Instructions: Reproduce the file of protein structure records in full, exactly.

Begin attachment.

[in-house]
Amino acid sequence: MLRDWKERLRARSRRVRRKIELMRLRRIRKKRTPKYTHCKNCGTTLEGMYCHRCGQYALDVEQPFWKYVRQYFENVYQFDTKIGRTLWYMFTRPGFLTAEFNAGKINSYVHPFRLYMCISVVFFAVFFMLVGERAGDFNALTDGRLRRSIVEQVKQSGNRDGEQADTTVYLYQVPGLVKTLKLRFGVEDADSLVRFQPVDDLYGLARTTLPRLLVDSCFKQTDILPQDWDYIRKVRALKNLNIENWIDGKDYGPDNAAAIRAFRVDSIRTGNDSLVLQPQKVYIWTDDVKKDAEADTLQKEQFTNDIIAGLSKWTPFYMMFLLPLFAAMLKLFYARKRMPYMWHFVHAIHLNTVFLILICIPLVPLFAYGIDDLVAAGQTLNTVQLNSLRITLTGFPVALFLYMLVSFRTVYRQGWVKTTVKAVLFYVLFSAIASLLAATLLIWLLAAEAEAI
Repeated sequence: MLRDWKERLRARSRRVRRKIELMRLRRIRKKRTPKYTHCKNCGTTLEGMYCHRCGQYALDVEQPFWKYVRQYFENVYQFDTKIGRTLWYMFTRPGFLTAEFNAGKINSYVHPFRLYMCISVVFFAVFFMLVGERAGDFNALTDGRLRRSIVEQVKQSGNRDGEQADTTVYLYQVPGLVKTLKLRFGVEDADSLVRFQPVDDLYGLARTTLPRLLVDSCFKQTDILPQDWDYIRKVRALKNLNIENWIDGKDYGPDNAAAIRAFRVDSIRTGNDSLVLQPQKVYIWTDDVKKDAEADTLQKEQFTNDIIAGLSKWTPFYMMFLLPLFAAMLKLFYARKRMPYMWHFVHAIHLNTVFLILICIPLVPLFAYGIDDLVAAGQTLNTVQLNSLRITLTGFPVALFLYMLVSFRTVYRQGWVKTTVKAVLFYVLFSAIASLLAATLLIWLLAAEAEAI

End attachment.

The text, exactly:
[in-house]
Amino acid sequence: MLRDWKERLRARSRRVRRKIELMRLRRIRKKRTPKYTHCKNCGTTLEGMYCHRCGQYALDVEQPFWKYVRQYFENVYQFDTKIGRTLWYMFTRPGFLTAEFNAGKINSYVHPFRLYMCISVVFFAVFFMLVGERAGDFNALTDGRLRRSIVEQVKQSGNRDGEQADTTVYLYQVPGLVKTLKLRFGVEDADSLVRFQPVDDLYGLARTTLPRLLVDSCFKQTDILPQDWDYIRKVRALKNLNIENWIDGKDYGPDNAAAIRAFRVDSIRTGNDSLVLQPQKVYIWTDDVKKDAEADTLQKEQFTNDIIAGLSKWTPFYMMFLLPLFAAMLKLFYARKRMPYMWHFVHAIHLNTVFLILICIPLVPLFAYGIDDLVAAGQTLNTVQLNSLRITLTGFPVALFLYMLVSFRTVYRQGWVKTTVKAVLFYVLFSAIASLLAATLLIWLLAAEAEAI
Repeated sequence: MLRDWKERLRARSRRVRRKIELMRLRRIRKKRTPKYTHCKNCGTTLEGMYCHRCGQYALDVEQPFWKYVRQYFENVYQFDTKIGRTLWYMFTRPGFLTAEFNAGKINSYVHPFRLYMCISVVFFAVFFMLVGERAGDFNALTDGRLRRSIVEQVKQSGNRDGEQADTTVYLYQVPGLVKTLKLRFGVEDADSLVRFQPVDDLYGLARTTLPRLLVDSCFKQTDILPQDWDYIRKVRALKNLNIENWIDGKDYGPDNAAAIRAFRVDSIRTGNDSLVLQPQKVYIWTDDVKKDAEADTLQKEQFTNDIIAGLSKWTPFYMMFLLPLFAAMLKLFYARKRMPYMWHFVHAIHLNTVFLILICIPLVPLFAYGIDDLVAAGQTLNTVQLNSLRITLTGFPVALFLYMLVSFRTVYRQGWVKTTVKAVLFYVLFSAIASLLAATLLIWLLAAEAEAI